He was right. I would be the least suspicious of doing such a thing because I absolutely didn’t want to do such a thing. I didn’t think it would be great or funny to push a kid’s face into my fabulous cake, even if it did already have a kid’s finger slash through it.

What to do?

His brother was so excited to pull this prank and I didn’t want to be a spoilsport. It wasn’t my party and it wasn’t even really my cake because I’d made it for this family to do as they pleased with it I guess, so I went along. I figured it was probably best if I was the culprit anyway because I’d be more gentle and just give the birthday boy’s head a little nudge, enough to jovially cover his chin and fulfill the joke.

We gathered around the cake and sang happy birthday. Then big brother explained the new tradition he wanted his brother to take part in and invited him to take the first bite of cake from the corner. Birthday boy was immediately suspicious and wouldn’t do it. His brother tried to convince him it was harmless and even had all of us back away from the cake (me a tad less), but birthday boy wouldn’t bite.

At this point big brother should’ve just let it go. Birthday boy was onto him and the jig was up but no, big brother persisted. He picked up the cake and held it in front of his brother’s face insisting he take a bite. As I watched my fabulous homemade double layer chocolate sheet cake recklessly dangling as bait between rival brothers I really really wished I would have gone on a bike ride and to the temple, then stopped at Sam’s Club bakery to get one of those synthetic sponges slathered with chemicals.

Then it happened.

Big brother shoved the cake in birthday boy’s face. Birthday boy pushed the cake back at big brother. Big brother dodged and the cake flipped through the air and splattered upside down on the floor.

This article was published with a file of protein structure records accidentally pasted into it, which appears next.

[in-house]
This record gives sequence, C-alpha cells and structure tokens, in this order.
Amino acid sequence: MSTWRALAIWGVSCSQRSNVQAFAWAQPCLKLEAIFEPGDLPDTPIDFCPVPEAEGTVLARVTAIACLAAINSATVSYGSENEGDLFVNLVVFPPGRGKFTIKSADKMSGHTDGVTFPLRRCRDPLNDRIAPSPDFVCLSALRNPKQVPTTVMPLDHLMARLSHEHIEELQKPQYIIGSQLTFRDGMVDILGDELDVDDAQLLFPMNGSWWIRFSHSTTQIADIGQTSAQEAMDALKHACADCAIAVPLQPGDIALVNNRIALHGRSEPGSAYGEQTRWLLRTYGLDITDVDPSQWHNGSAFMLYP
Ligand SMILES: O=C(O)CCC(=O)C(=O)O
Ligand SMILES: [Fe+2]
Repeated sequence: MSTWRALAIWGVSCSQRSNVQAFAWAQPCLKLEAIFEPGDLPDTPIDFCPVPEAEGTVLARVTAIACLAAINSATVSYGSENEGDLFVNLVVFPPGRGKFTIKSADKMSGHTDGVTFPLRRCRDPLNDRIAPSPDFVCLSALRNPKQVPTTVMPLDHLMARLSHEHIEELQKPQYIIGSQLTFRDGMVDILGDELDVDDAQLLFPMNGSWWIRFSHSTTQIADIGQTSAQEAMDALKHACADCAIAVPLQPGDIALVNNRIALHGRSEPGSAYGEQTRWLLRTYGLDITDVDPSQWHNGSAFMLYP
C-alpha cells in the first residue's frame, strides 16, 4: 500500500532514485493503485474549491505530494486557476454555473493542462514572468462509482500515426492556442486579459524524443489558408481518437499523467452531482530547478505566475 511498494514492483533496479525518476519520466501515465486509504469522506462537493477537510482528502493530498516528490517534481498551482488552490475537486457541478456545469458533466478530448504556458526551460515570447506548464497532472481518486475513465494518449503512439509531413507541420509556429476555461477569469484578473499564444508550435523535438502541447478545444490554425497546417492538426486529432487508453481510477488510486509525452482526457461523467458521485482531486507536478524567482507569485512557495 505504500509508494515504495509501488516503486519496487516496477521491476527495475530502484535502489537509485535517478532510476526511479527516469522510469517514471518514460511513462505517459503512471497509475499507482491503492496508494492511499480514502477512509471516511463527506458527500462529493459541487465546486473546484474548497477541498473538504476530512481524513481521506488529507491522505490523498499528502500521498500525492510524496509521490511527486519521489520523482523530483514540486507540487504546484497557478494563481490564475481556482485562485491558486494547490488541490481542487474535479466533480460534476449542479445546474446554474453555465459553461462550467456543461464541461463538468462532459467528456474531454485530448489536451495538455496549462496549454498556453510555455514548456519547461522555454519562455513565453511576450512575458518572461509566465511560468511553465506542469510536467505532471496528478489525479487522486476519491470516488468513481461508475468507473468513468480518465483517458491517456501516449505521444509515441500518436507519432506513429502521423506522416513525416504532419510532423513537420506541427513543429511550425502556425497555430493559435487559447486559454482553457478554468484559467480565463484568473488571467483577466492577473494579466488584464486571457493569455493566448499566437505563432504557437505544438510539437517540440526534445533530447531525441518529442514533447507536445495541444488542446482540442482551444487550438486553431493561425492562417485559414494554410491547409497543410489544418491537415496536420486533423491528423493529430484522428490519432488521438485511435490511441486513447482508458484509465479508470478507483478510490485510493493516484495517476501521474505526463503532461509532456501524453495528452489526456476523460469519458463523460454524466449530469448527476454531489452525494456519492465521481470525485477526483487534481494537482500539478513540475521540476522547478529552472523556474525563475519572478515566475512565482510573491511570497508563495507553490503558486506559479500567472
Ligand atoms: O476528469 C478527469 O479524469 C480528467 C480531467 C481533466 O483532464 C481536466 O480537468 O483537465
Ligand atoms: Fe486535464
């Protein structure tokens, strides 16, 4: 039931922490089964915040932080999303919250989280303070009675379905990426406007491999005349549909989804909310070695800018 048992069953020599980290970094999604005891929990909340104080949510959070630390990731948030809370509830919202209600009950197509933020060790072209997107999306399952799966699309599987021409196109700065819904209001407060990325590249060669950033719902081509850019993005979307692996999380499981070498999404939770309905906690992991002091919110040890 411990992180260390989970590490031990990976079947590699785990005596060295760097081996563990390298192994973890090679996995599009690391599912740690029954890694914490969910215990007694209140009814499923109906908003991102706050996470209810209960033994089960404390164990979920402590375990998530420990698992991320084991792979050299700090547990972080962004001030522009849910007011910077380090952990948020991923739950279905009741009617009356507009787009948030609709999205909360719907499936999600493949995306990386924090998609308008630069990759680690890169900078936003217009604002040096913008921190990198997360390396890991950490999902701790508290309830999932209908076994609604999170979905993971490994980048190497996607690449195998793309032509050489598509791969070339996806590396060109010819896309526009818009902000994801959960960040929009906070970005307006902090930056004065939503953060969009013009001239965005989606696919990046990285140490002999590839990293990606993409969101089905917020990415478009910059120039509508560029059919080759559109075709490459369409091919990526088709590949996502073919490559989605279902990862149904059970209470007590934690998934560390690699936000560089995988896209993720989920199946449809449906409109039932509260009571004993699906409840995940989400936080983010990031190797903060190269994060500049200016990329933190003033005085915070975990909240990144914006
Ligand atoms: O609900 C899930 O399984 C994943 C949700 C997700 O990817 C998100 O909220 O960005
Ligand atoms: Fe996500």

We all stood there stunned.

One of birthday boy’s buddies said, “I’ll still eat it.”

Out of instinct, and in an effort to distract myself from bursting into tears, I rushed over and started cleaning up the mess. A few sympathizers dashed over to help me. As we scraped frosting off the floor and gathered up cake parts they offered reassuring words about The 10-second Rule. I pasted on a smile and said it was fine, over and over.

We served up what we could in mangled mounds and people ate it.

It was still good cake.

I put on a nice face for the rest of the party, laughed it off and said crap like, “These things happen!” and “It’s just a cake.”

But it wasn’t just a cake. It was a generous portion of quality ingredients and hours of work. It was love and care and taking pride in making something nice for a special occasion. It was a bike ride on a beautiful spring day gone and some ancestor’s opportunity for eternal salvation postponed. My own eternal salvation probably hangs in the balance over the thoughts I’ve had about this incident.

The party wrapped with thanks, hugs, sincere apologies and fake reassurances, then I went home and cried.

I’m over it now though.


Well, not really but hopefully someday soon.

I did get an apology text from birthday boy after he finished playing sand volleyball with his party buddies.

I accepted his apology but told him not to ask me to make his wedding cake.

Moral of the story: Don’t jeopardize the eternal salvation of others or yourself for what can be bought at Sam’s Club for $29.95.